May 2005
Volume 46, Issue 13
ARVO Annual Meeting Abstract  |   May 2005
Long–Term Neuroretinal Full–Thickness Transplants in Severely Degenerated Rhodopsin Transgenic Pigs
Author Affiliations & Notes
  • F.K. Ghosh
    Dept of Ophthalmology, University Hospital, Lund, Sweden
  • K. Engelsberg
    Dept of Ophthalmology, University Hospital, Lund, Sweden
  • R.M. Petters
    Department of Animal Science, North Carolina State University, Raleigh, NC
  • Footnotes
    Commercial Relationships  F.K. Ghosh, None; K. Engelsberg, None; R.M. Petters, None.
  • Footnotes
    Support  FFB grant number T–TR–0701–0183
Investigative Ophthalmology & Visual Science May 2005, Vol.46, 4162. doi:
  • Views
  • Share
  • Tools
    • Alerts
      This feature is available to authenticated users only.
      Sign In or Create an Account ×
    • Get Citation

      F.K. Ghosh, K. Engelsberg, R.M. Petters; Long–Term Neuroretinal Full–Thickness Transplants in Severely Degenerated Rhodopsin Transgenic Pigs . Invest. Ophthalmol. Vis. Sci. 2005;46(13):4162.

      Download citation file:

      © ARVO (1962-2015); The Authors (2016-present)

  • Supplements

Abstract: : Purpose: To explore transplantation of normal fetal neuroretina to eyes with severe retinitis pigmentosa and to establish graft development, long–term survival and effects on the host retina. Methods: Six Pro 347 Leu rhodopsin transgenic pigs, aged 6 months, in one eye received a 2x3 mm full–thickness neuroretinal sheet from a normal E49 pig fetus by means of vitrectomy and retinotomy. The first 3 animals received a graft within 4 hours from harvest of the donor eye, and the remaining three received a graft kept in culture for 24–28 hrs. After a survival time of 6 months, eye specimens were studied in the light microscope, and with immunohistochemistry directed against rhodopsin. Results: Grafts were placed flat in the subretinal space of the host eye in all cases without per– or post–operative complications. In hematoxylin and eosin stained specimens, laminated grafts with proper polarity, measuring 2.1–3.4 mm were found in 5 out of 6 eyes. All grafts displayed a well developed outer nuclear layer, and rhodopsin labeling confirmed the presence of rod photoreceptors with outer segments facing the host retinal pigment epithelium. All grafts also displayed an area of degeneration and rosettes facing the remaining host neuroretina, and no apparent integration could be seen between laminated parts of the host and graft. The host retina contained only scattered remaining rods in the part straddling the transplant, but in other areas, the number of rhodopsin labeled rods was distinctly higher compared with the corresponding unoperated eye in 3 out of 5 cases. In the remaining 2 cases, the number of rods was approximately the same in the operated and unoperated eye. The one eye with no visible graft, displayed fewer rhodopsin labeled cells than the corresponding unoperated eye. Conclusions:: Full–thickness neuroretina can safely be transplanted to the subretinal space of a host eye featuring a severe retinal degeneration. In their major part, the transplants develop a normal laminated morphology including rod photoreceptors, and survive for at least 6 months. Short–term culturing of the donor tissue preoperatively does not seem to adversely affect graft survival. The presence of a well developed graft can in some cases rescue remaining host rod photoreceptor cells in the entire retina.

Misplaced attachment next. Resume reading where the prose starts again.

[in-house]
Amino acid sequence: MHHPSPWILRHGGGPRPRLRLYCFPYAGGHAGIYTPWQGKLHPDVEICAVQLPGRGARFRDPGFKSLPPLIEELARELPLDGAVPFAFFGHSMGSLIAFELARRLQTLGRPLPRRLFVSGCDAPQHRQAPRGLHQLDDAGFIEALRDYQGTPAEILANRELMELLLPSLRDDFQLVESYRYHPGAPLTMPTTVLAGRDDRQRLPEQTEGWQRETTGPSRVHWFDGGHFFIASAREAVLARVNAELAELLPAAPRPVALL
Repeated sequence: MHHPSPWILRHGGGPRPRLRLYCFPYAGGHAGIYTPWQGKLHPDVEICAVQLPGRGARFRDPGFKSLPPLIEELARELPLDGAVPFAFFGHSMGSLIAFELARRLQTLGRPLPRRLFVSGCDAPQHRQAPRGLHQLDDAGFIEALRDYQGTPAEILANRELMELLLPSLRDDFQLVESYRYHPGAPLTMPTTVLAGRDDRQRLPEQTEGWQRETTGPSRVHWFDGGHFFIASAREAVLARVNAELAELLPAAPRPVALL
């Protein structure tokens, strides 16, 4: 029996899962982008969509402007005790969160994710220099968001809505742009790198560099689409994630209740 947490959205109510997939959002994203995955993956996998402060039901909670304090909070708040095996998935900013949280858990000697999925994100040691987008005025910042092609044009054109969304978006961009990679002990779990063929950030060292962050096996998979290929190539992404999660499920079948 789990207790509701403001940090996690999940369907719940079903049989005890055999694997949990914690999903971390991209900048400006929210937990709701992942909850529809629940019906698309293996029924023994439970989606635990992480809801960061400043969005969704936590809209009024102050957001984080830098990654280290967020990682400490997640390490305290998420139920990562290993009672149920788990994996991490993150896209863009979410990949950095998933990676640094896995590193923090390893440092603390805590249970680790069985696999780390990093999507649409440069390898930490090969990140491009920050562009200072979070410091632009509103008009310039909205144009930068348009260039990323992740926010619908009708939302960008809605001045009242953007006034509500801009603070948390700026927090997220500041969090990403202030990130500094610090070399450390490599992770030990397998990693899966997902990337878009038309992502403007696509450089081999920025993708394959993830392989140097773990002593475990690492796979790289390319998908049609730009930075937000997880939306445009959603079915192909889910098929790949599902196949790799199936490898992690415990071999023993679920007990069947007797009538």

Keywords: retina • transplantation • retinal degenerations: hereditary 

This PDF is available to Subscribers Only

Sign in or purchase a subscription to access this content. ×

You must be signed into an individual account to use this feature.